No origination fees. Multiple repayment options. Total security.

Parent student loans made easy

Parents with strong credit scores can borrow money to cover education costs —so your children can focus on what’s really important.

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Make paying for college easier

Cover your costs

Get how much you need for what you need.

Multiple repayment options

Repay the way that's right for you.

No prepayment fees

Penalize you for being on the ball? Never.

$0 origination fee

Taking out a parent loan will cost you zero, nada, zip.

Have questions? Go to FAQs.

Compare top parent student loan lenders

Offers choice of

fixed and variable rate


No (fixed only)


Yes (5 year, 10 year)


Yes (5 - 15 year)

Yes (5 - 20 year)

Choice of loan term




Fees to apply


Income eligibility



$1,000 - Cost of Attendance

$1,000 - $170,000

$1,000 - Cost of Attendance

Loan amounts eligible

Only available to Texas residents


All states

All states






Variable: 5.59%-16.99%





Rates from (APR)

Compare repayment options

Immediate payment

Interest only payment

Income based repayment

Deferred repayment

 (in the event of student death or permanent disability)

Loan forgiveness

How does it work?

Compare the lenders

Compare various student lenders and their offerings to find the one that's right for you.

2 Minutes

Apply on the 

lender's website

Provide a little more information by filling out an application on the lender's website.

5 Minutes

Wait for your funds to be disbursed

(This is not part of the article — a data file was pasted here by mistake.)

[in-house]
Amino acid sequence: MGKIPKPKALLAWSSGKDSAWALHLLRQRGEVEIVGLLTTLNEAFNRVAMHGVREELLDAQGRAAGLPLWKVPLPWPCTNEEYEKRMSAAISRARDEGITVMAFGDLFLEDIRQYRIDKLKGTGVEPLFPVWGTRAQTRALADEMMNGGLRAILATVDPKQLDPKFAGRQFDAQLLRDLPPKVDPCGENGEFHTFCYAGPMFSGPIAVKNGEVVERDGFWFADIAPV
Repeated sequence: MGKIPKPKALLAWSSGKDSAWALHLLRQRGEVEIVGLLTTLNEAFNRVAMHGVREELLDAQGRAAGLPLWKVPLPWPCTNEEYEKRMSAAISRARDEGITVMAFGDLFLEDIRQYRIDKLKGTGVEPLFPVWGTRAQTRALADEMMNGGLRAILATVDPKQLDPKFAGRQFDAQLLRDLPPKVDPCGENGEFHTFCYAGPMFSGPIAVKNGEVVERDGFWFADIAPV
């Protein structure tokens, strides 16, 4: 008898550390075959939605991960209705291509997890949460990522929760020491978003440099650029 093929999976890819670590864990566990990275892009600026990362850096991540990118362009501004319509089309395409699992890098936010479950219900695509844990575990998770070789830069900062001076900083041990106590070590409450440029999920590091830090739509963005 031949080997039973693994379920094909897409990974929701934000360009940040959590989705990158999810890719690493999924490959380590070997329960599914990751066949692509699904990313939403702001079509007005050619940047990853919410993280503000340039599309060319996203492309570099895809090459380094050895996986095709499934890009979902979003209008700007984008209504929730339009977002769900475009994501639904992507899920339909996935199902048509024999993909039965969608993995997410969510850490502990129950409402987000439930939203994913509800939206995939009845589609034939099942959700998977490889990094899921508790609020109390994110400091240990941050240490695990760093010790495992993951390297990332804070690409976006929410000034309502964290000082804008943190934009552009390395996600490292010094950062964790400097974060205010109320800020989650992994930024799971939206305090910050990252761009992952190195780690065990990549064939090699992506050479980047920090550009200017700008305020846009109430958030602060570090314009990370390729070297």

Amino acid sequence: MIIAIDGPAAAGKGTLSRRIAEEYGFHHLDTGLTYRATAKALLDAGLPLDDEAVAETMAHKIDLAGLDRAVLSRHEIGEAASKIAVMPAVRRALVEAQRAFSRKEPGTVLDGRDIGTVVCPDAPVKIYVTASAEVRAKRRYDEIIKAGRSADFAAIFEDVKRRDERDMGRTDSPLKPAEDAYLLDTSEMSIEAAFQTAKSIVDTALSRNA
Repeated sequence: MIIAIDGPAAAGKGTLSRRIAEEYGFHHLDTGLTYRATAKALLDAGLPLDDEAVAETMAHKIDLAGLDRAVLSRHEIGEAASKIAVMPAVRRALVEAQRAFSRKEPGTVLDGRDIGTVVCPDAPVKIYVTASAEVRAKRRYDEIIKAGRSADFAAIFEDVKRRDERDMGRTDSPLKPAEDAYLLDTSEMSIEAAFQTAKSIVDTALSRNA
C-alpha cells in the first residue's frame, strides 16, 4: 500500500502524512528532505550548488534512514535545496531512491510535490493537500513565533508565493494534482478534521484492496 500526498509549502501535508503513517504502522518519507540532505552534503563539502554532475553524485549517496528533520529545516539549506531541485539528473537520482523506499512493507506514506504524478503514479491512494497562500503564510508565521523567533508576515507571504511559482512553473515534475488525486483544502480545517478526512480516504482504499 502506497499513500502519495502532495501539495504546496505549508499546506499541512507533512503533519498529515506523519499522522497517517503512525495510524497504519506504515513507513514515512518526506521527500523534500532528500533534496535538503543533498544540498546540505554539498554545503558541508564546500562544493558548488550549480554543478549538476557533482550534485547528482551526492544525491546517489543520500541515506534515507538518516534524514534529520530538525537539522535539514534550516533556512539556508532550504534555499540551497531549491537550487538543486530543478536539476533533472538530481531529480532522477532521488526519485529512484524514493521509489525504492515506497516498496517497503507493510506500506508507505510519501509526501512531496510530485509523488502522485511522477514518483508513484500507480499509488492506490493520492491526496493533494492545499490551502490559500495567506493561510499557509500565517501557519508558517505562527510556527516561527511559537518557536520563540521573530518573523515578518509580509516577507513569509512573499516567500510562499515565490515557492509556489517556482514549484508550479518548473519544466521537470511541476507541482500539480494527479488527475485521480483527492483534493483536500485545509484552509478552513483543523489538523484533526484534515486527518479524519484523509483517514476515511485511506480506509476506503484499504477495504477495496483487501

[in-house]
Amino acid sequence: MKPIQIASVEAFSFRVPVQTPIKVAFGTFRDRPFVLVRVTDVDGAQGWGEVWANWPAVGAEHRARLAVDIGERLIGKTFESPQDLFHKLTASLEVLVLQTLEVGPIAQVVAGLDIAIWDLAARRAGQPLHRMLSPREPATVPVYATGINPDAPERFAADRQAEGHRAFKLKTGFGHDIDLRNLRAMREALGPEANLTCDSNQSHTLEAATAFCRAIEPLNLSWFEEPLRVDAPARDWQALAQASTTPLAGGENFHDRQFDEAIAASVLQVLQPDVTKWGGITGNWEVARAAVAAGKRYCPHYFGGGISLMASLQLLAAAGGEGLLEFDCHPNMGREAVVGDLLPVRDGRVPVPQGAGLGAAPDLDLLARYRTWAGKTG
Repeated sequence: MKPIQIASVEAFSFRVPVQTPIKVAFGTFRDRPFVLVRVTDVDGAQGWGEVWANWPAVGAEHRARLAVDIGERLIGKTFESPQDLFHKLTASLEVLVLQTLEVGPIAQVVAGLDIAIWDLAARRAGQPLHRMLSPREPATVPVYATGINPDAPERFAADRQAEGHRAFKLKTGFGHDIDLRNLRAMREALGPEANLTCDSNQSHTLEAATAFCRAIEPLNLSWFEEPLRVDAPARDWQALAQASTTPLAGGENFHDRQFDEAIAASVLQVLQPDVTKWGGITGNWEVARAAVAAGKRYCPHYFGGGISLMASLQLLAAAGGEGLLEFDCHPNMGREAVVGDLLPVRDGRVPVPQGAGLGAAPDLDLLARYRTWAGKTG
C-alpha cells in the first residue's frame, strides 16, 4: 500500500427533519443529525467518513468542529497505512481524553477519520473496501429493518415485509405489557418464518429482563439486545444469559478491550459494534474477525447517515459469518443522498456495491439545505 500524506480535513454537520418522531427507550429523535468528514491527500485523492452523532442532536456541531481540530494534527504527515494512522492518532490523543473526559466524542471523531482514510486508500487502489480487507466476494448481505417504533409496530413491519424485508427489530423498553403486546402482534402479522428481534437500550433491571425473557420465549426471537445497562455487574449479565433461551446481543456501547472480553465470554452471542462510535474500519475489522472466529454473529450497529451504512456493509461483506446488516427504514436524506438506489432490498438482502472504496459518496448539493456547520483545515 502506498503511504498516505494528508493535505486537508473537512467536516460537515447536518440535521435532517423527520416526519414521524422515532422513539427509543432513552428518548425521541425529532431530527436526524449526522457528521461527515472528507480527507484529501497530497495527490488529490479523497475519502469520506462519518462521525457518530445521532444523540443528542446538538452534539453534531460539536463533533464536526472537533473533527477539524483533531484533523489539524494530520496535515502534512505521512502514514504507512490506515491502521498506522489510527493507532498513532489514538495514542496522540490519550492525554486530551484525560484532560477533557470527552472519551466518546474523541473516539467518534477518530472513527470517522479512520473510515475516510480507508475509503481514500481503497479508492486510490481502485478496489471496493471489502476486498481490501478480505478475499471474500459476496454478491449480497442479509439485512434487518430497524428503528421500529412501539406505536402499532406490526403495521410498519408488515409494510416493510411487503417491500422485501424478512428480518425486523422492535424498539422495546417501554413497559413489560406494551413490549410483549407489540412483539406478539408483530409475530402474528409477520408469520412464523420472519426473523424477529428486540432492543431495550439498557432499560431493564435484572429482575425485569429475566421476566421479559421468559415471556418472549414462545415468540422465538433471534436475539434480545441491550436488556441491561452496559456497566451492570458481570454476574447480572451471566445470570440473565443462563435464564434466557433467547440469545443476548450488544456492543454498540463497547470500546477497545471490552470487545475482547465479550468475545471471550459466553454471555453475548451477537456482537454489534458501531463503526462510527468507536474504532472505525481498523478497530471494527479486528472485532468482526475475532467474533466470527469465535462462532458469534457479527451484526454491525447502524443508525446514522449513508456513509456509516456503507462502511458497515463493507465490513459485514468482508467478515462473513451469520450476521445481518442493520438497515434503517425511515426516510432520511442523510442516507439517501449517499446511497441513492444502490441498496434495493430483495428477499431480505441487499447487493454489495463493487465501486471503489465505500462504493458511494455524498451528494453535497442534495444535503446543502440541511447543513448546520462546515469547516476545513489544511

That's it, you're done! Once you're approved, the lender will send your funds directly to the school you choose.

1 Business Day

Select your lender


*Brazos is only available to Texas residents

Private parent student loans and
federal parent PLUS loans

After your child has maxed out their undergraduate loans, as a parent borrower, you can choose to fund their education by borrowing money in your own name under a parent loan. 

There are generally two options available:

  • Parent Loans for Undergraduate Students (PLUS)
  • Private parent student loans

PLUS loans are federal loans taken out from the U.S. Department of Education. They allow parents to borrow money for any portion of their child’s tuition that isn’t covered by the school’s financial aid package. 

Unlike the PLUS loan program for graduate students, federal PLUS loans taken out by parents aren’t eligible for most income-driven repayment plans. However, parents who take out PLUS loans can combine them in a federal Direct Consolidation Loan and then repay the new consolidation loan under an Income Contingent Repayment (ICR) plan.